The Vespyr NodeCG bundle is an interactive Twitch.tv live-stream experience I created for the League of Legends tournament host, Vespyr League. It encompasses a huge number of features and helped drive up viewership, improve fan engagement, and even attracted the interest of a number of startups and international corporations… The code is available to view over on my Github.
The first iteration of the ‘Stream Controller’ (as it’s known internally) was a basic C# application that took data from the streamer and an API, and wrote that data in a specific format to a number of text files that OBS then read and displayed on stream. It was pretty primitive and didn’t really allow for much flexibility — although the results weren’t too bad.
Inset is the stream controller - It was thrown together, which explains the abundance of ‘shouty’ text and distinct lack of any styling whatsoever; however it made up by being an incredibly useful tool for the organisation, it allowed the streamers to easily access and update data during the stream, without having to go through tons of dialog boxes in OBS. Additionally, it is able to generate OBS scene configuration files in one click, meaning the streamers can spend more time streaming instead of going through all the sources changing C:/Users/Chris/… to C:/Users/John/… — when combined with the fact that this single executable also contained all the stream graphics, it meant I had a system that allowed me to ensure the streamers always had the latest graphics (due to the simple version number in the stream controller) and that updating the graphics was as simple as downloading the latest application, clicking a button, and importing the generated config into OBS.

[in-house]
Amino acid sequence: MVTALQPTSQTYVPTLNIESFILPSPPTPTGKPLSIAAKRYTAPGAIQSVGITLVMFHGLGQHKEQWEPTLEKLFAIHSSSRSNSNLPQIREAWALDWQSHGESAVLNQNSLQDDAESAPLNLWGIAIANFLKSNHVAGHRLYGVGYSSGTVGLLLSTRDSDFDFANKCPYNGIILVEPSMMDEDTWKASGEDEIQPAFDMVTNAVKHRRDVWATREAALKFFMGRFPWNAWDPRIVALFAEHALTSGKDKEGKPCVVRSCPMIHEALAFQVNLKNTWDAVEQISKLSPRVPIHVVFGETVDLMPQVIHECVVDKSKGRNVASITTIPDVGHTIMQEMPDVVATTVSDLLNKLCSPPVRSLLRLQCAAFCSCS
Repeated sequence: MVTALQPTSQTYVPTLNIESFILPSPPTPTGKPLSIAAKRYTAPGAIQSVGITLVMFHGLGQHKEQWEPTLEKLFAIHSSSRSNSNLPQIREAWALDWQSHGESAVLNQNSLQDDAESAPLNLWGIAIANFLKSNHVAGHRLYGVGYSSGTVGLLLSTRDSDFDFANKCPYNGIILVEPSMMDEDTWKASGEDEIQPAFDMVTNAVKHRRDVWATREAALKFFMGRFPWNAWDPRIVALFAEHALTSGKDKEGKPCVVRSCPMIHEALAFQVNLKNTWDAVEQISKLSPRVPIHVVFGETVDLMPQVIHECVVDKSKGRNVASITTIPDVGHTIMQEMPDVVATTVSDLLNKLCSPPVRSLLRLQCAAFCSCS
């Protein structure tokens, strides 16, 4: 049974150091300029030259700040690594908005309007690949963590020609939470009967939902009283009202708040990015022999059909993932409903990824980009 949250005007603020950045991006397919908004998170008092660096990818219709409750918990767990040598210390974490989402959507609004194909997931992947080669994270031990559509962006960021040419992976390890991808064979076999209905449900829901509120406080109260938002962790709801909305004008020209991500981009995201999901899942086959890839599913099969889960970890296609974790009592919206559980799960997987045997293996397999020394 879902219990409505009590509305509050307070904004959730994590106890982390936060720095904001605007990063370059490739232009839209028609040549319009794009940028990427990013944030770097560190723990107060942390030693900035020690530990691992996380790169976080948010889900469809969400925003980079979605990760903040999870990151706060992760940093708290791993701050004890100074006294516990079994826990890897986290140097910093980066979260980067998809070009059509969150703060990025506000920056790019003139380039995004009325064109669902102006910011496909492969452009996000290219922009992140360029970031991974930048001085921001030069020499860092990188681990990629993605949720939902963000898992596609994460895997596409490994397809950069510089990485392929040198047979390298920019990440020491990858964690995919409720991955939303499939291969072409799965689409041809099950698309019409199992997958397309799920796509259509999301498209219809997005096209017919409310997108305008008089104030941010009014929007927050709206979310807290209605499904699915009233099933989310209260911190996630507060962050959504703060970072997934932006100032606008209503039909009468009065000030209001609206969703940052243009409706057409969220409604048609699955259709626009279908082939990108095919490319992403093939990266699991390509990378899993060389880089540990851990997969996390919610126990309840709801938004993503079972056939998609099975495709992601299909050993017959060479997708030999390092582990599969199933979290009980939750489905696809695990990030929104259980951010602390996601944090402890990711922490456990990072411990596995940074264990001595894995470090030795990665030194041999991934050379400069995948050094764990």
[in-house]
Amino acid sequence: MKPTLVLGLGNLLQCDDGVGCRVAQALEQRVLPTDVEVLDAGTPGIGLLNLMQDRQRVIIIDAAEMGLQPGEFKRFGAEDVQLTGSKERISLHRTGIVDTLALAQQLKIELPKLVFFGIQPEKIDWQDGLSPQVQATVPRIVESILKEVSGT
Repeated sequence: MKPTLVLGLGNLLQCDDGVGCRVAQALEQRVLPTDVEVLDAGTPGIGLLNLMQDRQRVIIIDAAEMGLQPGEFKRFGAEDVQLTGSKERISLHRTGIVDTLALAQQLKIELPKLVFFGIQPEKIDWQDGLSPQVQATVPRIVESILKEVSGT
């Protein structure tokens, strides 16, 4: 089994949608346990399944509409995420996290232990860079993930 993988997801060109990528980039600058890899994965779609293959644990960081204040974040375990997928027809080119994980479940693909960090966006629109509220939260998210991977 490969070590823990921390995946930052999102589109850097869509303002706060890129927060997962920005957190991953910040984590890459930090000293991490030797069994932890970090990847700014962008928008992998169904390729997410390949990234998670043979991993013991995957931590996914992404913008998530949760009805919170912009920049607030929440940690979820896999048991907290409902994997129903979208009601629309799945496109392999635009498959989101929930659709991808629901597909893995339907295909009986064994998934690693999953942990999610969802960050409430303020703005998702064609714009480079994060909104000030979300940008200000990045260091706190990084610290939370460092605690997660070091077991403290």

Houseparty5v5 EUW then rebranded to Vespyr League during December 2015, and I decided that I wanted their Twitch streams to rival the likes of Riot Games and ESL’s production quality, regardless of whether it pulled in 1 or 100,000 viewers. I started researching how I could make this a reality and while watching Awesome Games Done Quick (AGDQ), I thought that their overlays were pretty impressive — a quick search uncovered that they were made using a framework called NodeCG, and that the code behind them would be open-sourced after the event along with hours of explanatory videos. The rest, as they say, is history…
Considering I hadn’t even heard of Node.js before this project and my experience with HTML/CSS/JS was restricted to some Bootstrap websites and some basic jQuery stuff, it’s safe to say I was a little out of my comfort zone. But onwards and upwards, after a lot of searching and trawling through hundreds of StackOverflow posts, I got my first commit pushed. The feature-set at the start was limited to just the champion-select scene, and didn’t have any of the API-goodness it does now, but what it did have was smooth animations, a dashboard that could be operated by people other than the streamer, and it looked damn good. With a week until Vespyr’s qualifiers started, and three weeks until the first game of the main season. I had a lot of work to do.
Over these three weeks, I added features at a ridiculous rate — by the time the first game of the season came around, the entire bundle contained: Strawpoll Integration, Autofilled Casters (from hardcoded list), Autofilled Teams (from external API), OBS Remote Integration, five different scenes (coming-up, champion-select, in-game, analysis, end), and lots of silky-smooth animations.
Fast forward two weeks, after more furious coding the bundle now contained: seven different scenes (start, loading), Autofilled teams & rosters (from external API), and hide-able in-game elements (through a ‘keylogger’ on the streamers PC sending certain key events to the server). At this point, little over a month after I had first heard of Node.js and NodeCG; I had a fully functional package that I genuinely believe fulfils my original goal — “to rival the likes of Riot Games and ESL’s production quality”.
While development on the stream controller had to stop in order to allow me to focus on school exams, it’s flexibility meant it adapted to the needs of the organisation throughout the rest of it’s main-season and play-offs. The Vespyr NodeCG bundle was a huge learning experience (I’ve now heard of Node.js!) and I’m keen to put what I’ve learnt to bigger and better projects in the future, maybe yours could be next?
Thanks to John Nichols for the majority of the graphic design work, Vincent for the Vespyr Tournament Platform API, everyone else at Vespyr League, and the NodeCG Gitter community for putting up with a constant flow of noob questions.